HOUSTON – The Chargers and Rams are headed for Los Angeles. The Raiders are headed back home. For a little while at least.
A league source confirmed to CSNCalifornia.com that the Raiders have bowed out of their LA relocation.
The Rams entered these meetings promoting a $1.86-billion Inglewood project, while the Raiders and Chargers promoted a $1.7-billion stadium proposal in Carson.
The league approved a separate option, putting the Rams and Chargers in the Inglewood proposal.
Both teams are expected to play at temporary Los Angeles venues starting next season.
The Raiders will be compensated for being left out of Los Angeles, though their bounty wasn’t immediately announced. The team is expected to receive additional financing to help build a stadium in the East Bay or another market. It is also possible that the Raiders will continue to look for a long-term stadium solution that can generate steady corporate revenue streams.
That could be in Oakland. It could legitimately be in another market.
The league’s decision came on the second formal vote.
The NFL whittled three proposals down to two prior to the first vote, as a league source confirmed that the Rams’ proposal to play in the Inglewood stadium they’ve created alone was taken off the ballot early Tuesday afternoon.
League owners conducted an initial vote after that decision and neither proposal received the 24 votes required for approval. The Los Angeles times reported that the Inglewood option received more votes than the Carson plan. That result came despite the fact that the NFL’s committee on L.A. opportunities recommended the Raiders-Chargers project in Carson.
Owners then broke for further discussion in hopes of reaching an accord. The league’s L.A. committee met with Spanos and Davis privately, as they discussed a way to break up the Carson coalition.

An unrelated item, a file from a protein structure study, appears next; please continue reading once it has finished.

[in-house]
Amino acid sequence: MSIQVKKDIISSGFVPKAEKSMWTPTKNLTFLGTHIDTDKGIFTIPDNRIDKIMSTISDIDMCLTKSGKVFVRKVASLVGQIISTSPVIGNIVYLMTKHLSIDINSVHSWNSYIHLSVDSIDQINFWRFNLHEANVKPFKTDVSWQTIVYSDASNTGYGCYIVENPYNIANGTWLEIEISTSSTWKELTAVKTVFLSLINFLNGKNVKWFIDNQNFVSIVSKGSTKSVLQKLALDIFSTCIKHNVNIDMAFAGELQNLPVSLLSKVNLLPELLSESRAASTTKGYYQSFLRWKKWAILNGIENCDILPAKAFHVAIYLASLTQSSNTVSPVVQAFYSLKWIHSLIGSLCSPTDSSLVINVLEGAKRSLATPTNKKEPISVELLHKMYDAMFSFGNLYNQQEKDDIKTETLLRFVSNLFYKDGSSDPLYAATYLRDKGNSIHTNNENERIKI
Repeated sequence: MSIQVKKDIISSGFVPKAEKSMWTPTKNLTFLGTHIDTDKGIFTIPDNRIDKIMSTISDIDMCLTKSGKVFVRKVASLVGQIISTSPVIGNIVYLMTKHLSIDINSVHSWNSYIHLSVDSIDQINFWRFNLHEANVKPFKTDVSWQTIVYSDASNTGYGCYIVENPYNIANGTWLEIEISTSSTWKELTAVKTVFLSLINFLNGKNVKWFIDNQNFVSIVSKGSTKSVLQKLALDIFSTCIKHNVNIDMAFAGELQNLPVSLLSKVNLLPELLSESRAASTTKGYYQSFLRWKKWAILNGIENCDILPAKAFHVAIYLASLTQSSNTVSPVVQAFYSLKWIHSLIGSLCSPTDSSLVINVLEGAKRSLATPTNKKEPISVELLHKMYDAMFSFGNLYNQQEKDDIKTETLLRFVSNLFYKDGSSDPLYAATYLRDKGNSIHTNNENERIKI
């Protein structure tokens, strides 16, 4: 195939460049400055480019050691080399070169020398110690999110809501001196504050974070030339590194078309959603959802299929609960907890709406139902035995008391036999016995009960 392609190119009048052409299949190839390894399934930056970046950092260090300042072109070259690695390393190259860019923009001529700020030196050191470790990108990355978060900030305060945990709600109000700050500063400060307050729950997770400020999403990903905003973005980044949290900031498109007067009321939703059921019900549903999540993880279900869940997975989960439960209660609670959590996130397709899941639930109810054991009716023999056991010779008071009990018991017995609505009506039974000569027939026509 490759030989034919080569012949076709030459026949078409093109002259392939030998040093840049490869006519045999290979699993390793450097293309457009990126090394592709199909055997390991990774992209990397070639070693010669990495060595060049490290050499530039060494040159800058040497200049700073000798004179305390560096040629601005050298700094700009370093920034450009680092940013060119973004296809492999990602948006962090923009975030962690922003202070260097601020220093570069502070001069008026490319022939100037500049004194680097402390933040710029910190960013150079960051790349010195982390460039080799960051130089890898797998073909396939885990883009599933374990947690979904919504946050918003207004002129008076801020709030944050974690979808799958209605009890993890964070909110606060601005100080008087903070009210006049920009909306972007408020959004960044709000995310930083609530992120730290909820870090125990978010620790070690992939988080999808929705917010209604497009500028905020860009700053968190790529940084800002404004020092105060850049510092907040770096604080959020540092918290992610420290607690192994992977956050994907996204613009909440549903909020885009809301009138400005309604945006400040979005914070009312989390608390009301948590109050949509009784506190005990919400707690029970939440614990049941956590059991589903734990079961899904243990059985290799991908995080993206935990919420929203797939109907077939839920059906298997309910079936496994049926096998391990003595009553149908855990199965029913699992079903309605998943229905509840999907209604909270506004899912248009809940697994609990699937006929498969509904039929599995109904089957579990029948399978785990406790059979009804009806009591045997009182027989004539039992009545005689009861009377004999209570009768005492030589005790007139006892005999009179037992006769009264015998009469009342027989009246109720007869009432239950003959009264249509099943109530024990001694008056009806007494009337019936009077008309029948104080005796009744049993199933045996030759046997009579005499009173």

That happened on Tuesday night.
Disney CEO and Carson stadium chairman Bob Iger gave a presentation on Tuesday morning that sources say impressed owners in the room. Rams owner Stan Kroenke led off Tuesday’s meeting touting his project and its merits, which proved to be the preferred site.
The Chargers had been quietly working on the Carson project for a while, and found a partner in the Raiders in early 2015. Chargers owner Dean Spanos and Raiders owner formed a strong bond over the last year, and Spanos didn’t want to let his partner go without making sure Davis found an agreeable settlement.
Where the Raiders go from here is up in the air. O.co Coliseum would welcome the Raiders back with open arms even on a one-year lease, though the team is not committed to return. It has flirted with San Antonio in the past, and San Diego popped up as a possible destination in discussions at these meetings, though that interest has not been confirmed by anyone within the organization.
The Oakland Raiders released the following statement:
"The Raiders congratulate Stan Kroenke and the Rams on their successful bid for relocation to Los Angeles. The Raiders will now turn our attention to exploring all options to find a permanent stadium solution. We thank fans throughout the Raider Nation for their unrivaled passion and support."
Oakland Mayor Libby Schaaf released the following statement late Tuesday:
“We are pleased to have additional time to work with the Raiders and the NFL to build a new home for the team in Oakland.
We recognize that the Raiders have been understandably frustrated over the years, so we are excited to have this chance to rededicate ourselves to getting a deal done in Oakland that works for the team, the NFL, our fans and our taxpayers.
We remain confident that the Raiders can build a new stadium in Oakland without a direct public subsidy. We stand ready to work with the Raiders and the NFL to responsibly make that happen.”